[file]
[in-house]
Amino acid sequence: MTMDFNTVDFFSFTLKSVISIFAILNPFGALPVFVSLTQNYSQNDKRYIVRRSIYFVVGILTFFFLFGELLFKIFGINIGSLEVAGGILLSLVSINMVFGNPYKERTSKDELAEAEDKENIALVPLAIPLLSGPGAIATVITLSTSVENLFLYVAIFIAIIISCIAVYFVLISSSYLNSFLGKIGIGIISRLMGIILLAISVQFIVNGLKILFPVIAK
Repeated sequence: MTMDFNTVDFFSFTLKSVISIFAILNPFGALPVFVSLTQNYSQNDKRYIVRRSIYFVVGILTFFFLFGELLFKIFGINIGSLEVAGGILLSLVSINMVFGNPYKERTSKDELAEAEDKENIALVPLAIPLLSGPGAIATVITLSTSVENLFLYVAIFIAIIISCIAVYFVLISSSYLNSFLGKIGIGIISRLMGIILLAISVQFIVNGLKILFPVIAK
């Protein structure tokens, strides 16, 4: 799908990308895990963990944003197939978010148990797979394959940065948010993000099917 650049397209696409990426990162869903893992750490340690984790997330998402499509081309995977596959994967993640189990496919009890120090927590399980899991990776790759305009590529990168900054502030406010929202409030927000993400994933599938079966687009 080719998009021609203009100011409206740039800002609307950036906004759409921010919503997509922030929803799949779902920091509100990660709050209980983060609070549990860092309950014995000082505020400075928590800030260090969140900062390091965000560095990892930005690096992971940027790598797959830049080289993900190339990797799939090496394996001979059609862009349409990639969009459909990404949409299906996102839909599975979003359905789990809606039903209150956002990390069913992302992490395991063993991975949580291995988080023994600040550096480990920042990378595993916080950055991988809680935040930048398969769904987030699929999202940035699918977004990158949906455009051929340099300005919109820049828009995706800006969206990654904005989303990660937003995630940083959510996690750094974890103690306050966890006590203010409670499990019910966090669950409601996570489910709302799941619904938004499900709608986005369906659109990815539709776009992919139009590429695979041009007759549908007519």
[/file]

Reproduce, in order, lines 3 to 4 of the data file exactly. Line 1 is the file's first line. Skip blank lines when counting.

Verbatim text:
Repeated sequence: MTMDFNTVDFFSFTLKSVISIFAILNPFGALPVFVSLTQNYSQNDKRYIVRRSIYFVVGILTFFFLFGELLFKIFGINIGSLEVAGGILLSLVSINMVFGNPYKERTSKDELAEAEDKENIALVPLAIPLLSGPGAIATVITLSTSVENLFLYVAIFIAIIISCIAVYFVLISSSYLNSFLGKIGIGIISRLMGIILLAISVQFIVNGLKILFPVIAK
């Protein structure tokens, strides 16, 4: 799908990308895990963990944003197939978010148990797979394959940065948010993000099917 650049397209696409990426990162869903893992750490340690984790997330998402499509081309995977596959994967993640189990496919009890120090927590399980899991990776790759305009590529990168900054502030406010929202409030927000993400994933599938079966687009 080719998009021609203009100011409206740039800002609307950036906004759409921010919503997509922030929803799949779902920091509100990660709050209980983060609070549990860092309950014995000082505020400075928590800030260090969140900062390091965000560095990892930005690096992971940027790598797959830049080289993900190339990797799939090496394996001979059609862009349409990639969009459909990404949409299906996102839909599975979003359905789990809606039903209150956002990390069913992302992490395991063993991975949580291995988080023994600040550096480990920042990378595993916080950055991988809680935040930048398969769904987030699929999202940035699918977004990158949906455009051929340099300005919109820049828009995706800006969206990654904005989303990660937003995630940083959510996690750094974890103690306050966890006590203010409670499990019910966090669950409601996570489910709302799941619904938004499900709608986005369906659109990815539709776009992919139009590429695979041009007759549908007519």